try
                    {
                        connection.Open();
                    }
                    catch (SqlException)
                    {
                        return  Task.FromResult(HealthCheckResult.Unhealthy());
                    }
                }

                return Task.FromResult(HealthCheckResult.Healthy());

            }
        }

After creating this class, we need to use some valid unique name, AddCheck The () method mentions this class in the ConfigureServices() method as shown below.

Copy     public void ConfigureServices(IServiceCollection services)
        {
            services.AddHealthChecks()  
          .AddCheck<DatabaseHealthCheck>("sql");
        }

Now that our code is finished, we can add any number of Health Tasks as above, which will run in the order we declare here.

Custom status code

Before we also said that 200 is healthy and 503 is unhealthy, the Healthcheck service even provides a custom status code using its options object in the following way, giving us the ability to change this default status code.

Copyconfig.MapHealthChecks("/health", new HealthCheckOptions
                     {
                        ResultStatusCodes = new Dictionary<HealthStatus, int> { { HealthStatus.Unhealthy, 420 }, { HealthStatus.Healthy, 200 }, { HealthStatus.Degraded, 419 } }

                         
                     }); 

Custom output

We can customize the output to get clearer and more detailed information about each health check task. This is useful if we have multiple health check tasks to analyze which task makes the entire service health status “not normal.”

We can do this through the HealthCheckOptions ResponseWriter property.

Copy        public void Configure(IApplicationBuilder app, IWebHostEnvironment env)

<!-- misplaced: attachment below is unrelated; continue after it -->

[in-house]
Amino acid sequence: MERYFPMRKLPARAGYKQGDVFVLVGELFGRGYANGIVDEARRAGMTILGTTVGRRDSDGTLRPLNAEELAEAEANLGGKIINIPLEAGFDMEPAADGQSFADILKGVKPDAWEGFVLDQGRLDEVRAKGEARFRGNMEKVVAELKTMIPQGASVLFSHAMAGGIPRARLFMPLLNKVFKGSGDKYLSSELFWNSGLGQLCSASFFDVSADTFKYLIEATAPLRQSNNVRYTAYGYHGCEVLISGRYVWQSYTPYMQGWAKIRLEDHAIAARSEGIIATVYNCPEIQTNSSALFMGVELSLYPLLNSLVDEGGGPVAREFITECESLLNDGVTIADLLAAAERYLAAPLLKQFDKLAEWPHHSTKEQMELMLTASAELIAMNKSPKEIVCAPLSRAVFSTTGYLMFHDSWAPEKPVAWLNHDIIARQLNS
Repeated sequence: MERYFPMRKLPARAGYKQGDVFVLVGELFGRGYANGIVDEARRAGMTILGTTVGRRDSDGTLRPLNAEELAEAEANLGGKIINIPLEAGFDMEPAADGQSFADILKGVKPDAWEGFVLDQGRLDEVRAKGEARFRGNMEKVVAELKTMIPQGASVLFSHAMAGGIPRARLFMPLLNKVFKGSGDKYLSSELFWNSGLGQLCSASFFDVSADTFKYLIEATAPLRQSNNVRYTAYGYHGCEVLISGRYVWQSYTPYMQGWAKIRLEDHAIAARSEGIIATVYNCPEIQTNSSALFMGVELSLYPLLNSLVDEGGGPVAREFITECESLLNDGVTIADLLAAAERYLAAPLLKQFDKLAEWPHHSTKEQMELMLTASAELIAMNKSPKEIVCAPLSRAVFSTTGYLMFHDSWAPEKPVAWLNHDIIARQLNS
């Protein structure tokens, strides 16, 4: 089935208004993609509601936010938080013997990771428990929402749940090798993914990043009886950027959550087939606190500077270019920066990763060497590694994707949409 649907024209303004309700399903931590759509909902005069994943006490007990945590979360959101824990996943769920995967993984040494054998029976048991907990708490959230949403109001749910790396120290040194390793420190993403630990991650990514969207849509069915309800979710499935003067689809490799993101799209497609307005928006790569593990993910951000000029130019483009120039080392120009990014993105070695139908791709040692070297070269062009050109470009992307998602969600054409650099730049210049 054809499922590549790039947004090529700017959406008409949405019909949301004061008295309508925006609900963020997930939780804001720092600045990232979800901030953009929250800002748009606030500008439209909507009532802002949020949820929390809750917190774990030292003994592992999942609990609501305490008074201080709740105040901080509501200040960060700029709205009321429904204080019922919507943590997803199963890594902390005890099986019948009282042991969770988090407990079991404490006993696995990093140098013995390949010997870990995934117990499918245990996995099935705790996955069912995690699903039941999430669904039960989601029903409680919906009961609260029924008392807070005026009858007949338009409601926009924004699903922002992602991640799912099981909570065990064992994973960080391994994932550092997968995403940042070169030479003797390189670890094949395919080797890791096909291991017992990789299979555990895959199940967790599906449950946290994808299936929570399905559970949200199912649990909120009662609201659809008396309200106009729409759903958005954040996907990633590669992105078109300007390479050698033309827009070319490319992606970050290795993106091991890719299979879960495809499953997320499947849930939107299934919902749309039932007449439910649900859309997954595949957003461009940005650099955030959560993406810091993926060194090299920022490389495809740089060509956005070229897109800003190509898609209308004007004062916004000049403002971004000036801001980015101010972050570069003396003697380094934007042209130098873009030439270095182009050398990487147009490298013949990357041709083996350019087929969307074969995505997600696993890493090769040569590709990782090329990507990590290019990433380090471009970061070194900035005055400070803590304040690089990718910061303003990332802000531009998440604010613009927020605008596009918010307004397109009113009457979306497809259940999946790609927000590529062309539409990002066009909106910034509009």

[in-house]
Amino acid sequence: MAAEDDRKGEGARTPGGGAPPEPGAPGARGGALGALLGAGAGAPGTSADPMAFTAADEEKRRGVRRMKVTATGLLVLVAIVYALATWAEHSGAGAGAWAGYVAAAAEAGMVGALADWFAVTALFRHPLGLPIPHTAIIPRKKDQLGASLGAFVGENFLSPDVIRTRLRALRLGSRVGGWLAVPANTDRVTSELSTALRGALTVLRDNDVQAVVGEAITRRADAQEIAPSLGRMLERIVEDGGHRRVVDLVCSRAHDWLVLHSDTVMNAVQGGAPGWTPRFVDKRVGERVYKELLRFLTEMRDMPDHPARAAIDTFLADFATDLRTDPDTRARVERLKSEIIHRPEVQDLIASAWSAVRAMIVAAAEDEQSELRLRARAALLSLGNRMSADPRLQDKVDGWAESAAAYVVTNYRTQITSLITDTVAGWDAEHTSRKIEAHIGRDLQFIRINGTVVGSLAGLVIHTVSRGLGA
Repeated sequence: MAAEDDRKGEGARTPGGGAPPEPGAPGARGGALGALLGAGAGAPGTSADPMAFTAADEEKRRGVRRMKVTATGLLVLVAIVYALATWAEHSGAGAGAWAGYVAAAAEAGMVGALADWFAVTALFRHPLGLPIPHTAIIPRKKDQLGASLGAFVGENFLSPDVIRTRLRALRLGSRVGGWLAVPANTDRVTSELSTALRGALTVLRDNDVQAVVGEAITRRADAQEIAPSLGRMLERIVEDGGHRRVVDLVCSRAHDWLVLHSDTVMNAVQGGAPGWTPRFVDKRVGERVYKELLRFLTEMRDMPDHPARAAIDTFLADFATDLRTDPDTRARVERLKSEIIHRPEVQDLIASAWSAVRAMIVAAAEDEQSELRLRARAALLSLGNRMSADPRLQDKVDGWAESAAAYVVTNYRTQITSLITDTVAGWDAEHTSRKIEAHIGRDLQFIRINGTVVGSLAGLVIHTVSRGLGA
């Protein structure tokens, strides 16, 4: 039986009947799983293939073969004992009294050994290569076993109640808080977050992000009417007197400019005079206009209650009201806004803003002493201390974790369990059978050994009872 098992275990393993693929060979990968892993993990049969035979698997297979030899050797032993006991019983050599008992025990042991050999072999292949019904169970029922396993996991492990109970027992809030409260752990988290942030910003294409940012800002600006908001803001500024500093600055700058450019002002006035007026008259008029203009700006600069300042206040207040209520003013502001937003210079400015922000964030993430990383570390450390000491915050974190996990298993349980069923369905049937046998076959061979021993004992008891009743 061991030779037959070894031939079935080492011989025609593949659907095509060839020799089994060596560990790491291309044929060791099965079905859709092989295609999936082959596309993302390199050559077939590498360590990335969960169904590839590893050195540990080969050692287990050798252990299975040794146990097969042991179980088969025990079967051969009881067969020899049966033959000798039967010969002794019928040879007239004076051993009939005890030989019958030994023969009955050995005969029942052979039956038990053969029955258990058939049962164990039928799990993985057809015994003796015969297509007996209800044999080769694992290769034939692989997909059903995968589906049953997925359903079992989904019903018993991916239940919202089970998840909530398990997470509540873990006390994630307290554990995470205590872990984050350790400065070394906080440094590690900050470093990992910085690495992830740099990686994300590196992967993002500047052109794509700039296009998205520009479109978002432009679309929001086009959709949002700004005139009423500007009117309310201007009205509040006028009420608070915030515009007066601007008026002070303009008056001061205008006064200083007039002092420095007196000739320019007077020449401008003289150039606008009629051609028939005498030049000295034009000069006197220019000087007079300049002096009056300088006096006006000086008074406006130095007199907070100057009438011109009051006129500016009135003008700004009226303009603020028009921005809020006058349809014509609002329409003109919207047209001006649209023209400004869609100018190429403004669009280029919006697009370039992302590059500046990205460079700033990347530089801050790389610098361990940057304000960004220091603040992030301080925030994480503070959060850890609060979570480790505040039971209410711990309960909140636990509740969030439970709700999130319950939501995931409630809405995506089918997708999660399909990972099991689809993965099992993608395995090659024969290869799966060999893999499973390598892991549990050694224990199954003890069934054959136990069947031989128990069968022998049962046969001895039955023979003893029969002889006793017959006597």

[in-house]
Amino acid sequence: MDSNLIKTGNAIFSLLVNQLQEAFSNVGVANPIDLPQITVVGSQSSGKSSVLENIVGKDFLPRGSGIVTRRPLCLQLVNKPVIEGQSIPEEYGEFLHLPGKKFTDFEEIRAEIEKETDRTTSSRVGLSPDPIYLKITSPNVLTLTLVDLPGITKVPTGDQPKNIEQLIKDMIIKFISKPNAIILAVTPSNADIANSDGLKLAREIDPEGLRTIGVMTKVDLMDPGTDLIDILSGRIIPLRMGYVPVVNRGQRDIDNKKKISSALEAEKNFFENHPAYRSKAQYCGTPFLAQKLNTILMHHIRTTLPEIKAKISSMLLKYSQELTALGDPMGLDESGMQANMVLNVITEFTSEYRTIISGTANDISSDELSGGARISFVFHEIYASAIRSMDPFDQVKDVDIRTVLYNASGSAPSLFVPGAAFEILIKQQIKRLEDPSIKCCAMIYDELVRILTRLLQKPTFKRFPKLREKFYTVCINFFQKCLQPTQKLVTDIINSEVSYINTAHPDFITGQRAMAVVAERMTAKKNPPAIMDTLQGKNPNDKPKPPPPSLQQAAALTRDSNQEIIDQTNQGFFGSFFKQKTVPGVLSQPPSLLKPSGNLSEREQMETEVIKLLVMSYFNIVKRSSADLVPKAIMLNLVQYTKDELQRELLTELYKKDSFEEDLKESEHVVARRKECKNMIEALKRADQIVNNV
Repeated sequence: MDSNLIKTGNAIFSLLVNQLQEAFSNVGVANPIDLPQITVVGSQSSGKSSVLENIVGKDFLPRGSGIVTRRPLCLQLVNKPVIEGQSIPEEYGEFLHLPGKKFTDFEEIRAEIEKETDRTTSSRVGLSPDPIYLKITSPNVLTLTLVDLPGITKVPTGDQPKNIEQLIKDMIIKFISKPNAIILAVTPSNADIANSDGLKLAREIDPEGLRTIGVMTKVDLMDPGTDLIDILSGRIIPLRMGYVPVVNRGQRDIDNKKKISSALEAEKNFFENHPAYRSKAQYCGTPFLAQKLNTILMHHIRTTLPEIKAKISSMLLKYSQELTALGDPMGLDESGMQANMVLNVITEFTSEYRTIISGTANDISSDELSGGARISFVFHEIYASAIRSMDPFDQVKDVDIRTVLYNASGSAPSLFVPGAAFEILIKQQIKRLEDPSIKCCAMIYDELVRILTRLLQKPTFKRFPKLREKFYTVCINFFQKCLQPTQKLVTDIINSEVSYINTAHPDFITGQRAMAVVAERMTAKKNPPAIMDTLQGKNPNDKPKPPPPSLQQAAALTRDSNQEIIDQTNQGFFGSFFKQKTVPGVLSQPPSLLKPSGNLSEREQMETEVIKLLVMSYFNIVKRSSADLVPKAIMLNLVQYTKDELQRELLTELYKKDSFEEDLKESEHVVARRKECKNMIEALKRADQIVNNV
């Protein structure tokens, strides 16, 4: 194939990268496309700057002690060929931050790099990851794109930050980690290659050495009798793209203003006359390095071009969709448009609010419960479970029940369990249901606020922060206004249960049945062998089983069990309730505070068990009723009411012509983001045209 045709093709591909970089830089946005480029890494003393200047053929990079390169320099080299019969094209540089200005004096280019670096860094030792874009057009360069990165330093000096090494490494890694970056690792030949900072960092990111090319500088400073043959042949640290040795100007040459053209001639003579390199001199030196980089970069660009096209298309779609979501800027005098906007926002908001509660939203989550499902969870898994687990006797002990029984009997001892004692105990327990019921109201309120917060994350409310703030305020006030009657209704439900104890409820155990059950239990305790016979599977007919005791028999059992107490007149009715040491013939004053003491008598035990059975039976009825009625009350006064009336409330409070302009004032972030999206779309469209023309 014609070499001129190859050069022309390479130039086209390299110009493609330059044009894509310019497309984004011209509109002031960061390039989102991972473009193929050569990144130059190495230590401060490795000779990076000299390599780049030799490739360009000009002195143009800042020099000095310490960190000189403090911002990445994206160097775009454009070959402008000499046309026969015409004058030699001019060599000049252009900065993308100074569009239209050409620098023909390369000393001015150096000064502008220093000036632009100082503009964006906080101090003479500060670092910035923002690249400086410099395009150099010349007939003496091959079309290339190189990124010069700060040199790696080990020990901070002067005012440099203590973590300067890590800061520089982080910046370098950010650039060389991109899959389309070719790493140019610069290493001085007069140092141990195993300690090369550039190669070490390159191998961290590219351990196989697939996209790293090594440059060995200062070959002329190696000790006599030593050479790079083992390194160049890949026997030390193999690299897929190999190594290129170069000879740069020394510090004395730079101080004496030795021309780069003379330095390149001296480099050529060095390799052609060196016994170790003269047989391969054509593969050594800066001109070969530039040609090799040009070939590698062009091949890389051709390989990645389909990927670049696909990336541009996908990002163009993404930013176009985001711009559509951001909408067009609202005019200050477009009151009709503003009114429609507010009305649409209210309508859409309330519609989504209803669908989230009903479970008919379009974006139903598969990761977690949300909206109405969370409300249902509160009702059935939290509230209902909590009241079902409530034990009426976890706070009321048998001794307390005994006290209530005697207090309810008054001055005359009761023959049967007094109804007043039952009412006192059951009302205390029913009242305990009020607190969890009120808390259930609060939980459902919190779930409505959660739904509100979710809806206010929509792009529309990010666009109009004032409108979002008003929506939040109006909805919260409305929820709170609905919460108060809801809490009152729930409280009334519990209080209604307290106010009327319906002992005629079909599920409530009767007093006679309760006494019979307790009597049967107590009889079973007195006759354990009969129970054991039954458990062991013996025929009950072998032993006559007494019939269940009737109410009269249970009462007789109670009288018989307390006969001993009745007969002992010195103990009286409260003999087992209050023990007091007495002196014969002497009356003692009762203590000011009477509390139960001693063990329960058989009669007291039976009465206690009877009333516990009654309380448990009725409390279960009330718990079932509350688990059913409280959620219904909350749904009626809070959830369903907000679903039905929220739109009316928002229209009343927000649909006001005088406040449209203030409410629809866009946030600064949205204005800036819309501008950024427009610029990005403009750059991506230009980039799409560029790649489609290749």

{
            app
                 .UseRouting()
                 .UseEndpoints(config =>
                 {
                     config.MapHealthChecks("/health", new HealthCheckOptions
                     {
                        ResponseWriter=CustomResponseWriter
                        
                     }); 

                 });

        }
        private static Task CustomResponseWriter(HttpContext context, HealthReport healthReport)
        {
            context.Response.ContentType = "application/json";

            var result = JsonConvert.SerializeObject(new
            {
                status = healthReport.Status.ToString(),
                errors = healthReport.Entries.Select(e => new
                {
                    key = e.Key,
                    value = e.Value.Status.ToString()
                })
            });
            return context.Response.WriteAsync(result);

        }

Now we have json to display our detailed information and complete the check of health status.

Health check interface

Install-Package AspNetCore.HealthChecks.UI

After the installation is complete, you need to call the corresponding service method in the ConfigureServices() and Configure() methods accordingly.

Copypublic void ConfigureServices(IServiceCollection services)  
{  
    services.AddHealthChecksUI();  
}  
  
public void Configure(IApplicationBuilder app, IHostingEnvironment env)  
{  
    app.UseHealthChecksUI();  
}  

Once the configuration is complete, you can run the application and point to the /healthchecks-ui address, which displays the following UI.

But the interface is not as we just customized, then we are configuring

Appsetting.json

Copy{
  "ApplicationInsights": {
    "InstrumentationKey": "your-instrumentation-key"
  },
  "Logging": {
    "LogLevel": {
      "Default": "Warning"
    }
  },
  "AllowedHosts": "*",
  "HealthChecksUI": {
    "HealthChecks": [
      {
        "Name": "Test Health",
        "Uri": "https://localhost:44342/health"
      }
    ],
    "EvaluationTimeinSeconds": 10,
    "MinimumSecondsBetweenFailureNotifications": 60
  }
}

So you can see the health status.

Orignal link:https://www.cnblogs.com/yyfh/p/11787434.html